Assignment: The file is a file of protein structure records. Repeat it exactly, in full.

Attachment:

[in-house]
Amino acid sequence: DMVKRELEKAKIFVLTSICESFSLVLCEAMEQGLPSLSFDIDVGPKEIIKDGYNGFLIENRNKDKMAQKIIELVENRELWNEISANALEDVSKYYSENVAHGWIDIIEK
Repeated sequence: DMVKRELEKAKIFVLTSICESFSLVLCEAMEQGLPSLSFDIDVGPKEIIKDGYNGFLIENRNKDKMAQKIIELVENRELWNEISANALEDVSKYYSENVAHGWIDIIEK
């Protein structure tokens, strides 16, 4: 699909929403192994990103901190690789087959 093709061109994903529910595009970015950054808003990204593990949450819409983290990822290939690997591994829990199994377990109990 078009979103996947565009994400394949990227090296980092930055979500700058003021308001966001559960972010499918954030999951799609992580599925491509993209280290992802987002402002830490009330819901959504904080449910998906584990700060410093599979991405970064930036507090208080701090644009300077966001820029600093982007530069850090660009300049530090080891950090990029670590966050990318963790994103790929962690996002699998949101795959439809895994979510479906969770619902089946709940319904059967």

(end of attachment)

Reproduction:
[in-house]
Amino acid sequence: DMVKRELEKAKIFVLTSICESFSLVLCEAMEQGLPSLSFDIDVGPKEIIKDGYNGFLIENRNKDKMAQKIIELVENRELWNEISANALEDVSKYYSENVAHGWIDIIEK
Repeated sequence: DMVKRELEKAKIFVLTSICESFSLVLCEAMEQGLPSLSFDIDVGPKEIIKDGYNGFLIENRNKDKMAQKIIELVENRELWNEISANALEDVSKYYSENVAHGWIDIIEK
């Protein structure tokens, strides 16, 4: 699909929403192994990103901190690789087959 093709061109994903529910595009970015950054808003990204593990949450819409983290990822290939690997591994829990199994377990109990 078009979103996947565009994400394949990227090296980092930055979500700058003021308001966001559960972010499918954030999951799609992580599925491509993209280290992802987002402002830490009330819901959504904080449910998906584990700060410093599979991405970064930036507090208080701090644009300077966001820029600093982007530069850090660009300049530090080891950090990029670590966050990318963790994103790929962690996002699998949101795959439809895994979510479906969770619902089946709940319904059967």